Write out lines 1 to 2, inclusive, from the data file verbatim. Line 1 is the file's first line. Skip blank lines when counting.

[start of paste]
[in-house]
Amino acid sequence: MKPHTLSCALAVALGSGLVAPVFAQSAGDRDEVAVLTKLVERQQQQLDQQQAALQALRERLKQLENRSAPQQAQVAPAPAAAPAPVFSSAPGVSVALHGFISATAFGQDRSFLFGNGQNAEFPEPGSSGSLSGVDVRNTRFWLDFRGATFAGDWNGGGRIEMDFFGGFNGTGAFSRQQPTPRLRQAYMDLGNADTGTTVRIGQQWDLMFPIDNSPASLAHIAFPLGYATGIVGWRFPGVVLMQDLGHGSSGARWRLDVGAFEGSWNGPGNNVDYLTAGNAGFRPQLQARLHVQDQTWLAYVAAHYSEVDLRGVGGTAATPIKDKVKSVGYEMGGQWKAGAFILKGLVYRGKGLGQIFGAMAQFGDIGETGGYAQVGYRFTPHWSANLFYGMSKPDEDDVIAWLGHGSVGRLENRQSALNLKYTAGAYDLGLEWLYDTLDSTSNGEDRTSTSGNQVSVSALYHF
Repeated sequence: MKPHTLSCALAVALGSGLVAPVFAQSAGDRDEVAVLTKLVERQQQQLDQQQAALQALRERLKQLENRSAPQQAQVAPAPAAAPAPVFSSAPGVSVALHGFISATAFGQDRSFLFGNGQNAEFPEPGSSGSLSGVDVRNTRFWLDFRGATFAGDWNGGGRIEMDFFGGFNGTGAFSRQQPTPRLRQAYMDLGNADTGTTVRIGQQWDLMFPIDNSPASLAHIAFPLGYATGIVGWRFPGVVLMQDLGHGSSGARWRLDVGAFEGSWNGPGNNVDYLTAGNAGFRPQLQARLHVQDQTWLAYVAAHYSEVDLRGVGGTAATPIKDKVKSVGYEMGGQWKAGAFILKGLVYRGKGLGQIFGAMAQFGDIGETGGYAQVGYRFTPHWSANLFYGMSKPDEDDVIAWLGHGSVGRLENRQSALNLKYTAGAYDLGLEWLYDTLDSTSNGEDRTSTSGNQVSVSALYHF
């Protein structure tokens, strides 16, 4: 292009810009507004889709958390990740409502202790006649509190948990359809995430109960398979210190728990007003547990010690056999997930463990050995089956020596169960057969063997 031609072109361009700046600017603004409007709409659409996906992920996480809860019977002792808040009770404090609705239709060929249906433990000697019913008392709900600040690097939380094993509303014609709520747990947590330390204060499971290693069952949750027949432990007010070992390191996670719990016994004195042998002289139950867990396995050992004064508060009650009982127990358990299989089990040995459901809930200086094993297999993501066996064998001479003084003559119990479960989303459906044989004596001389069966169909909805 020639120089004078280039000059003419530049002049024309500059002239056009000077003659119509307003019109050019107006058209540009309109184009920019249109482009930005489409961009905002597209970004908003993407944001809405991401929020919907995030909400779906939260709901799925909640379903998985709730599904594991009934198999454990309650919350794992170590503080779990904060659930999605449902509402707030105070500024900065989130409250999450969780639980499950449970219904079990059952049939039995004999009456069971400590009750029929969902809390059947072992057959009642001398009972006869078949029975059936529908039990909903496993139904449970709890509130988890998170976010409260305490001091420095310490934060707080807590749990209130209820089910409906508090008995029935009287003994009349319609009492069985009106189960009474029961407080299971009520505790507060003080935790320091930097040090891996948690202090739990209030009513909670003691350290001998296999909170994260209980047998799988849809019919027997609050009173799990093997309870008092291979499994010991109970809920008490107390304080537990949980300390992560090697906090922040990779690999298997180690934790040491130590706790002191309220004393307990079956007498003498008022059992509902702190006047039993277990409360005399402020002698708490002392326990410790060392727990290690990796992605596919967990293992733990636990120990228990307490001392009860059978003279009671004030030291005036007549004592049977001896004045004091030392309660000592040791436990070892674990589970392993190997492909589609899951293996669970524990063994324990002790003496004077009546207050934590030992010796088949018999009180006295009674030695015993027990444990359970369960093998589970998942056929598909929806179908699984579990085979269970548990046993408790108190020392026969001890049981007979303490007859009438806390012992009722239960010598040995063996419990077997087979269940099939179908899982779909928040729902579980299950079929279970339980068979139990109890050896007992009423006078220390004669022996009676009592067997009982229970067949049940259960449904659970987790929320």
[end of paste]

[in-house]
Amino acid sequence: MKPHTLSCALAVALGSGLVAPVFAQSAGDRDEVAVLTKLVERQQQQLDQQQAALQALRERLKQLENRSAPQQAQVAPAPAAAPAPVFSSAPGVSVALHGFISATAFGQDRSFLFGNGQNAEFPEPGSSGSLSGVDVRNTRFWLDFRGATFAGDWNGGGRIEMDFFGGFNGTGAFSRQQPTPRLRQAYMDLGNADTGTTVRIGQQWDLMFPIDNSPASLAHIAFPLGYATGIVGWRFPGVVLMQDLGHGSSGARWRLDVGAFEGSWNGPGNNVDYLTAGNAGFRPQLQARLHVQDQTWLAYVAAHYSEVDLRGVGGTAATPIKDKVKSVGYEMGGQWKAGAFILKGLVYRGKGLGQIFGAMAQFGDIGETGGYAQVGYRFTPHWSANLFYGMSKPDEDDVIAWLGHGSVGRLENRQSALNLKYTAGAYDLGLEWLYDTLDSTSNGEDRTSTSGNQVSVSALYHF